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Prison gerrymandering gives extra political power to legislators who have prisons in their districts. We put numbers on the problem and sparked a movement to protect our democratic process from the overgrown prison system.

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Imperial County unanimously rejects prison-based gerrymandering

Imperial County Board of Supervisors votes 5-0 to reject prison-based gerrymandering and draw five genuinely equal districts.

by Leah Sakala, July 27, 2011

The Board of Supervisors in Imperial County, California, is ensuring that all votes cast in its supervisor districts will carry equal political clout when the redistricting process is over.

Back in May, the Board voted 5-0 to exclude the approximately 8,400 people incarcerated in Calipatria and Centinela State Prisons for redistricting purposes.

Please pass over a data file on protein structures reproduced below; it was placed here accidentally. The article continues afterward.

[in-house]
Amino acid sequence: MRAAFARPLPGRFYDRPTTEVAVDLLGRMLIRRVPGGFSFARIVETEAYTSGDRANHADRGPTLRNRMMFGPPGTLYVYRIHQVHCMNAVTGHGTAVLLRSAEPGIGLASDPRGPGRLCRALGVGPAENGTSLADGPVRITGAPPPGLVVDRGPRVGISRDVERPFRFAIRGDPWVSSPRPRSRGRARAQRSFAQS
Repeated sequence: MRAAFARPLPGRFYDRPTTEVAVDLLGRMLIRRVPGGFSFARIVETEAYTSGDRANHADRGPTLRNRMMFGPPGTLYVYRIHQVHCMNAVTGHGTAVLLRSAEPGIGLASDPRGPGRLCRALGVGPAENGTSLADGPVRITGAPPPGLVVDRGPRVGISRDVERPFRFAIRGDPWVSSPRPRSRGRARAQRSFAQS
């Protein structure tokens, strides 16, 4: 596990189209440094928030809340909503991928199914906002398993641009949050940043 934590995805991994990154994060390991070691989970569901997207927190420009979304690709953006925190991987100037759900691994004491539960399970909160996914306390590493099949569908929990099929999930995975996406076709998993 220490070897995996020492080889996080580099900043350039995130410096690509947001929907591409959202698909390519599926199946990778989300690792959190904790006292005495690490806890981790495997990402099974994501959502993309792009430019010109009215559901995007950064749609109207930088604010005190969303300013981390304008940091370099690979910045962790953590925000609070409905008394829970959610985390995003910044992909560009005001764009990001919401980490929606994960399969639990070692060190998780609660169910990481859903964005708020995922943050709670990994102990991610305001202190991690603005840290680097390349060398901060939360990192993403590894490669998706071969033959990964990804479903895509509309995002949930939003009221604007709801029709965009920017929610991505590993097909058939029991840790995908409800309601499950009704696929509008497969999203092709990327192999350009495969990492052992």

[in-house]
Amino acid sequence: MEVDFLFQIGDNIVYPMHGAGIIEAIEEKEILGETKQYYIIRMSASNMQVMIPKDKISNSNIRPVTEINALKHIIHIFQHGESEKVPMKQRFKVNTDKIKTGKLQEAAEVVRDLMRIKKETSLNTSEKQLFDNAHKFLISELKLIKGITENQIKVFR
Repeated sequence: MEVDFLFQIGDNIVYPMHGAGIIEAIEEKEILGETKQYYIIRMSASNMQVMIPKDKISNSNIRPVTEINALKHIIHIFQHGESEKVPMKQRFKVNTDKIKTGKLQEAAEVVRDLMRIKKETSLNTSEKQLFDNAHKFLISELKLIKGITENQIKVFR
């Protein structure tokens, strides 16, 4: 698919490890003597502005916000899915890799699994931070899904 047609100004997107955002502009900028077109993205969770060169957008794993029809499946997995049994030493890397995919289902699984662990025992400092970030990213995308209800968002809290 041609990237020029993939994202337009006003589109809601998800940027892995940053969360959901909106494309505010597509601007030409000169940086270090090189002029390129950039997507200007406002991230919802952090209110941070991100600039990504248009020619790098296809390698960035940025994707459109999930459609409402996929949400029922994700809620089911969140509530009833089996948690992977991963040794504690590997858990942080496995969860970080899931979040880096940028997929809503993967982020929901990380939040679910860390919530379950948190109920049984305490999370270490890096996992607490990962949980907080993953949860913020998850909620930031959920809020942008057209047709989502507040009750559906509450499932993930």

Yesterday’s news brief from KXO Radio explains that the issue was a no-brainer:

Robert Moreno chaired the [Redistricting Advisory Committee]. He had presented the Supervisors with 3 possible maps. One included the prison population in the County. The Supervisors followed the lead of most other counties in the state, and rejected that map. They said the residents at the two state prisons were not voting members of the public, and most were not permanent residents of the county.

The Board is still deciding between preliminary districting plans, but they’ll make their final decisions with the assurance that each option is safe from of the nefarious practice of prison-based gerrymandering.

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